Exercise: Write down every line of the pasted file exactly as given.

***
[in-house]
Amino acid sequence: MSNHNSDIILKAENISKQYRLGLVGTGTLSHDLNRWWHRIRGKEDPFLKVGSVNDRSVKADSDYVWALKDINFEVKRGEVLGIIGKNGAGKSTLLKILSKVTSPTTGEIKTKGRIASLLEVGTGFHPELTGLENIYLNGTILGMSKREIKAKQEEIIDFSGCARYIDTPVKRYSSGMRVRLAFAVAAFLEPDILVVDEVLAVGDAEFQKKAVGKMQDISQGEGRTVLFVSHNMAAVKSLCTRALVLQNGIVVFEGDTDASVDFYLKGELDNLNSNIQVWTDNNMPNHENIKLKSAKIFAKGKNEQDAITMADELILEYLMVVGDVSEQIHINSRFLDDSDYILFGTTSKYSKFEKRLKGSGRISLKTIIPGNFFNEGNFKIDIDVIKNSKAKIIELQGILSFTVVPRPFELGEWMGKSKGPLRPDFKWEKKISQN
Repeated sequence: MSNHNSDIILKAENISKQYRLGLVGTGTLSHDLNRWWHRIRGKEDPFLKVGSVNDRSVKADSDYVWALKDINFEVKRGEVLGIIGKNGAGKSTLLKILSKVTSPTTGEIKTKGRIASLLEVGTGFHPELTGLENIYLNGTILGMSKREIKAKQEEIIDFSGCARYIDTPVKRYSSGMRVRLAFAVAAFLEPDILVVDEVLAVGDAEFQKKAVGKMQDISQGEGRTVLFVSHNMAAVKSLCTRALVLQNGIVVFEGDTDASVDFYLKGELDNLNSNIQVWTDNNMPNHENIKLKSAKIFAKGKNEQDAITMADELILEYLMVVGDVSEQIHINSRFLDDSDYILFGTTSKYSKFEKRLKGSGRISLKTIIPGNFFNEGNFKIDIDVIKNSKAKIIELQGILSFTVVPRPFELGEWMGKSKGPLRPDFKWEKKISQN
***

[in-house]
Amino acid sequence: MSNHNSDIILKAENISKQYRLGLVGTGTLSHDLNRWWHRIRGKEDPFLKVGSVNDRSVKADSDYVWALKDINFEVKRGEVLGIIGKNGAGKSTLLKILSKVTSPTTGEIKTKGRIASLLEVGTGFHPELTGLENIYLNGTILGMSKREIKAKQEEIIDFSGCARYIDTPVKRYSSGMRVRLAFAVAAFLEPDILVVDEVLAVGDAEFQKKAVGKMQDISQGEGRTVLFVSHNMAAVKSLCTRALVLQNGIVVFEGDTDASVDFYLKGELDNLNSNIQVWTDNNMPNHENIKLKSAKIFAKGKNEQDAITMADELILEYLMVVGDVSEQIHINSRFLDDSDYILFGTTSKYSKFEKRLKGSGRISLKTIIPGNFFNEGNFKIDIDVIKNSKAKIIELQGILSFTVVPRPFELGEWMGKSKGPLRPDFKWEKKISQN
Repeated sequence: MSNHNSDIILKAENISKQYRLGLVGTGTLSHDLNRWWHRIRGKEDPFLKVGSVNDRSVKADSDYVWALKDINFEVKRGEVLGIIGKNGAGKSTLLKILSKVTSPTTGEIKTKGRIASLLEVGTGFHPELTGLENIYLNGTILGMSKREIKAKQEEIIDFSGCARYIDTPVKRYSSGMRVRLAFAVAAFLEPDILVVDEVLAVGDAEFQKKAVGKMQDISQGEGRTVLFVSHNMAAVKSLCTRALVLQNGIVVFEGDTDASVDFYLKGELDNLNSNIQVWTDNNMPNHENIKLKSAKIFAKGKNEQDAITMADELILEYLMVVGDVSEQIHINSRFLDDSDYILFGTTSKYSKFEKRLKGSGRISLKTIIPGNFFNEGNFKIDIDVIKNSKAKIIELQGILSFTVVPRPFELGEWMGKSKGPLRPDFKWEKKISQN